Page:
This new funding is part of the biggest increase in research and development (R&D) investment for 40 years, supporting high-value jobs in emerging industries. Since Autumn 2016, the government has invested an additional £7 billion in R&D – demonstrating clear progress towards the ambition to raise investment in R&D across the entire UK economy to 2.4% of GDP by 2027.

UK Research and Innovation (UKRI) is delivering the funding for the new Centre. UKRI Chief Executive Professor Sir Mark Walport said:

As we move towards a low-carbon economy, we need to explore more efficient ways of generating, conserving and using power and energy.

Active buildings, which integrate solar generation and storage technologies for electricity and heat within their construction, can help to achieve this. The Active Building Centre will work to remove barriers to the large-scale adoption of active buildings on new developments throughout the country.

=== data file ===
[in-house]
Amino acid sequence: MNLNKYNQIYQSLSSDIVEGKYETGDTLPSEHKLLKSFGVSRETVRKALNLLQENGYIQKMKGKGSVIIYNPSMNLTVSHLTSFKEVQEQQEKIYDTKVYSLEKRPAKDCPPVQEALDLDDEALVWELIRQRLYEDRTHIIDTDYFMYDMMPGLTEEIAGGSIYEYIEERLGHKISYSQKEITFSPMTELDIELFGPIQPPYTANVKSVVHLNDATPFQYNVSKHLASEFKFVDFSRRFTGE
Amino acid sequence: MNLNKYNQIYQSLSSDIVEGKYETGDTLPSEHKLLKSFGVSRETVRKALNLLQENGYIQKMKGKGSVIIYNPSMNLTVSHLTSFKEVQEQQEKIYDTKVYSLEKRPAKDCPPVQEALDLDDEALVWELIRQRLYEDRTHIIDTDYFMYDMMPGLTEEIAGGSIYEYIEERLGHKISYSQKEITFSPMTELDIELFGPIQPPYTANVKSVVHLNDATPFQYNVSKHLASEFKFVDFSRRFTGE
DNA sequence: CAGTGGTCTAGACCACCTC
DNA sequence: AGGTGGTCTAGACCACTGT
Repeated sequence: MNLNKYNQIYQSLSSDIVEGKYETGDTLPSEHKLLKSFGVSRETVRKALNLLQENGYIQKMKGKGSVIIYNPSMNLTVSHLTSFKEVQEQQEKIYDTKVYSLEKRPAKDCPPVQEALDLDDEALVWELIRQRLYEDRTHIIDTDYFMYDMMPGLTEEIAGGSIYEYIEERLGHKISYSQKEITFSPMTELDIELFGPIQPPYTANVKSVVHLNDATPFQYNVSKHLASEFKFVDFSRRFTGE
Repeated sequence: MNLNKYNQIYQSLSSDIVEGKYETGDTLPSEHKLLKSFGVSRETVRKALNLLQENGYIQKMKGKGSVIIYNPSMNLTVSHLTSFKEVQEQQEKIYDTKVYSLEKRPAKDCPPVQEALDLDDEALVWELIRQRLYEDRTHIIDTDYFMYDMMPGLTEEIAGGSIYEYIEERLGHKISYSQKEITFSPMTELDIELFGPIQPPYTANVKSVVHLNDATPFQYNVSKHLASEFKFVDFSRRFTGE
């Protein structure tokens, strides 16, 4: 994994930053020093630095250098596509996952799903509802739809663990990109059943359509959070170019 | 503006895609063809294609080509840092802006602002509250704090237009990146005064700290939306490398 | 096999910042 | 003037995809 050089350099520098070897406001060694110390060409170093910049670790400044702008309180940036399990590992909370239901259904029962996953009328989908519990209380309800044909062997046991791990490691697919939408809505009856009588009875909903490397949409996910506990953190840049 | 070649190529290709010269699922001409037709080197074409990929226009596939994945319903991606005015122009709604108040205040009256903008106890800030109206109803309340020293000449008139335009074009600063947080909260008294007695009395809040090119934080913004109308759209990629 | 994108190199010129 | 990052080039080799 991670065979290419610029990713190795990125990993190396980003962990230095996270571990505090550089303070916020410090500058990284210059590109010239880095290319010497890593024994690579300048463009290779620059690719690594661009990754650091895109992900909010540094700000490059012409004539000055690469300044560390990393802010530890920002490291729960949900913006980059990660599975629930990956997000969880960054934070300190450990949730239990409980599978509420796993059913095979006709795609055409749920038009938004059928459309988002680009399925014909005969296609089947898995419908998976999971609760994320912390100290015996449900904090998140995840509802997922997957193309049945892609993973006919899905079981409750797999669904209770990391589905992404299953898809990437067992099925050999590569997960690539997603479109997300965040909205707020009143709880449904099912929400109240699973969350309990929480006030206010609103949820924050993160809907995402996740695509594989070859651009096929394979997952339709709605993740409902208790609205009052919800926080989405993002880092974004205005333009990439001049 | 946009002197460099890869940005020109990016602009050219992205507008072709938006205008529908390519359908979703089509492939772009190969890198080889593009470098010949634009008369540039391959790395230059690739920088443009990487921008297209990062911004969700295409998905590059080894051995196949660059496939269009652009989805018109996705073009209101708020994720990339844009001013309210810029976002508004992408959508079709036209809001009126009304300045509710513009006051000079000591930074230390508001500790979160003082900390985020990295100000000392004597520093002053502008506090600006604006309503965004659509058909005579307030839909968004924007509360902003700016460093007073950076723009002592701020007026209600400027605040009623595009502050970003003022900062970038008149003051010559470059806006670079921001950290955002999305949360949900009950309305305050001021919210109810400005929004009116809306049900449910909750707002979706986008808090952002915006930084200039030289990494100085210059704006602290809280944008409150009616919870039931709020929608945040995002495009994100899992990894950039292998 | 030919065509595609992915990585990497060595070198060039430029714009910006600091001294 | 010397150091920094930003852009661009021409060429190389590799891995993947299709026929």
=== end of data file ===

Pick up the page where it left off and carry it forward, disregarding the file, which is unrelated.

The UK’s work in this field has been world-leading, and the Centre announced today is an important step towards realising the potential of low-carbon technologies.

Remaining at the forefront of next generation clean energy is a key part of the government’s modern Industrial Strategy, playing a key part in growing our national income while cutting greenhouse gas emissions. Maximising the advantages for UK industry in clean growth, will increase our productivity, create good jobs, and help protect the climate and environment upon which we and future generations depend.

At the same time, the UK government continues its wider support for Wales. This includes:

  • As a result of the recent NHS announcement, the Welsh Government are expected to benefit from a £1.2 billion a year boost to their budget by 2023/24.
  • Autumn Budget 2017 provided a £1.2 million boost to the Welsh Government’s budget.
  • The UK government is investing £615 million for the Cardiff and Swansea City Deals and making progress on growth deals with North Wales and Mid-Wales.
  • The number of people in work in Wales is at a record high level and productivity growth in Wales is the 3rd strongest of all 12 UK regions and nations.

The final funding is subject to agreement of governance arrangements around the new centre.